hosts: Firdaus Parvez, Kala Ramesh, Priti Aisola & Suraja Menon Roychowdhury Introducing a new perspective to our Wednesday Feature!
poet of the month: Jenny Ward Angyal
the gold flash
of a flicker’s wing
in gray rain
I glimpse another world
inside this one
~red lights 9:1, Jan. 2013
Jenny has been a very close friend of mine for the last several years. She is an exceptional poet, mentor and editor. We'll be showcasing and focusing on her tanka this month and I'm sure we'll learn a lot if we study the way she uses words and images to craft her poems.
We had the pleasure of asking Jenny a few questions, and she graciously took the time to answer them. Here are the first two:
1. TTH: Do you come from a literary background? What writers did you enjoy reading as a child? Did you write as a child?
No, I don’t come from a literary background, although I think the impulse to create things is in my family. My father was a skilled craftsman working in wood; my grandfather was a professional artist and illustrator; my aunt was an amateur painter; and my mother loved books and poetry. She recited poems and read to me from the time I was very young.
my mother’s voice
reciting The Highwayman
the gleam of a dark red love-knot,
the clatter of galloping years
~Moonlight on Water, 2016
As a child I read pretty much anything I could lay my hands on, from Lewis Carroll to Thomas Hardy. James Stephens’ The Crock of Gold was an all-time favorite. Poetry included Edna St. Vincent Millay, Dylan Thomas, W.B. Yeats, Emily Dickinson, e.e. cummings . . .
I composed my own first poem before I learned to print, so I dictated it to my older brother. I still have it somewhere, penciled on brown paper.
at age five
my first poem, an ode
trying ever since to grasp
the nuances of light
~A Hundred Gourds 3:2, March 2014
2. TTH: How did you get started as a poet? What was it about tanka that inspired you to embrace this ancient form of poetry? In short, why do you keep writing tanka?
I continued to write poetry, or try to, throughout high school and college. But after that, family and careers intervened and I wrote only sporadically until I retired. Then I returned to writing poetry, mostly free verse, but I also experimented with forms--sestina, sonnet, villanelle, ghazal, even a few haiku. I published a handful of poems and won a couple of awards from my state poetry society. Although I intuitively understood the benefits of having a flexible form to push against, I did not discover ‘my’ form until I stumbled upon tanka. For that, I thank Jane Reichhold. I had never heard of tanka until I read her little book, Writing and Enjoying Haiku: A Hands-on Guide. Immediately I thought, I could do that.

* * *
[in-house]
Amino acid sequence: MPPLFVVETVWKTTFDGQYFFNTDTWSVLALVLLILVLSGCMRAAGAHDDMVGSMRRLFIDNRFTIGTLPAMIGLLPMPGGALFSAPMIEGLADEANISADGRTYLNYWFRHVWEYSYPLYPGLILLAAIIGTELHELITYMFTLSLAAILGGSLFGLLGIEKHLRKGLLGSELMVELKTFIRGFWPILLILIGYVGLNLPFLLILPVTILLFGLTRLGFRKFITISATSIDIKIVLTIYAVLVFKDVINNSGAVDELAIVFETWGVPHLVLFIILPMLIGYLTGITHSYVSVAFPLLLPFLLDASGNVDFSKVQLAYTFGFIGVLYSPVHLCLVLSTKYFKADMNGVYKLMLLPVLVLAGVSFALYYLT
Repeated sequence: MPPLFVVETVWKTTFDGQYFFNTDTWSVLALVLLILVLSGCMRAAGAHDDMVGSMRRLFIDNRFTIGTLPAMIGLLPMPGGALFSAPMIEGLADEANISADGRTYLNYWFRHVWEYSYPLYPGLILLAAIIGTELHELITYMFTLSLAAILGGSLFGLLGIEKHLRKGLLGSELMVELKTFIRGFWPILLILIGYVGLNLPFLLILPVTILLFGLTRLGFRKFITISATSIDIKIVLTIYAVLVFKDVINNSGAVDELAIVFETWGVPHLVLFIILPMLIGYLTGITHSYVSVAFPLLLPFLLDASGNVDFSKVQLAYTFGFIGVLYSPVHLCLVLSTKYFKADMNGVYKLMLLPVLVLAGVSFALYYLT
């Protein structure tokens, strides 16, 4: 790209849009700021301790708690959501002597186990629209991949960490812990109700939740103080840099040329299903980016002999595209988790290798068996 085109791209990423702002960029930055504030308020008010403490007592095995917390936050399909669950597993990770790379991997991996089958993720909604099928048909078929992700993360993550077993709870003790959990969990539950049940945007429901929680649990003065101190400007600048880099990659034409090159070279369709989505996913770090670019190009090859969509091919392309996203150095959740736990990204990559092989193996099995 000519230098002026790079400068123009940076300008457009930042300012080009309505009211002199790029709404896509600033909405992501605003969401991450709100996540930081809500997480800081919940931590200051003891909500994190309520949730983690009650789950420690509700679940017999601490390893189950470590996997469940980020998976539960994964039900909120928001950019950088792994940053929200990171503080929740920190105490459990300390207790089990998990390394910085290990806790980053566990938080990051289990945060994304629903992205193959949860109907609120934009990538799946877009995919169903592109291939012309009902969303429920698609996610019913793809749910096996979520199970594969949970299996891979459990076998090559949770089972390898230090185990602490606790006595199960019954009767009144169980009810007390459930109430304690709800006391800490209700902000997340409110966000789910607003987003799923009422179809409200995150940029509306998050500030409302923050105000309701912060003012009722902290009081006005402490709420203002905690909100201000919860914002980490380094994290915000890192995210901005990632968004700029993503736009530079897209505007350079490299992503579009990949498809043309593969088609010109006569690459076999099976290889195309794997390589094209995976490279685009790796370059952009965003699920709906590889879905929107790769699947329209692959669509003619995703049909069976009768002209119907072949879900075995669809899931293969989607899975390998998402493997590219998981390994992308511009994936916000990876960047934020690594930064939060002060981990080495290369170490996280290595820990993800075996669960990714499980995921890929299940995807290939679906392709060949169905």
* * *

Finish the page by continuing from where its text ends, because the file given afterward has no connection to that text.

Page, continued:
Five lines give the poet just enough room to explore how the subjective inner landscape of human feeling is connected to the external world of objects and events, and yet tanka’s compression forces one to focus on essentials. And I find that simple, concrete images laid down side-by-side transmogrify into metaphor as if by magic, like an image coming clear in the rippled surface of a pool.
into a world new-made
for the shape of my face
in a pool of dreams
~from ‘Lost,’ a tanka sequence
Only the Dance, 2021
I continue to write tanka because it is my way of exploring the world I live in and trying to make sense of it. It also provides me with an irreplaceable sense of community through my connections with poets across the planet.
More about Jenny:
Jenny Ward Angyal spent her childhood wandering the woods and fields of rural Connecticut, where she attended a one-room schoolhouse. She spent a number of years studying and writing about biology, and many more teaching nonverbal children how to communicate.
She now lives with her husband and one Abyssinian cat on a small organic farm in central North Carolina. She has two sons and three grandchildren. She composed her first poem at the age of five and has written tanka since 2008. Her tanka (and occasionally haiku) have appeared widely in journals and anthologies. She is the author of two tanka collections, Moonlight on Water and Only the Dance, and co-author of Beetles & Stars: Tanka Triptychs. She co-edited the Tanka Society of America’s 2016 Members’ Anthology, Ripples in the Sand, and served for over five years as Reviews and Features Editor of Skylark: A Tanka Journal. She currently serves as Tanka Editor of Under the Bashō and Global Moderator of Inkstone Poetry Forum.
Are you inspired?
Challenge for this week: If you've noticed, Jenny (in 'the gold flash') has written the tanka without punctuation, (yes, we can say it's with a pivot on L3) but when reading aloud it flows smoothly from the start to end. Try to write one like this!
We are delighted to open the comment thread for you to share your unpublished tanka and tanka-prose (within 300 words) to be considered for inclusion in haikuKATHA monthly magazine.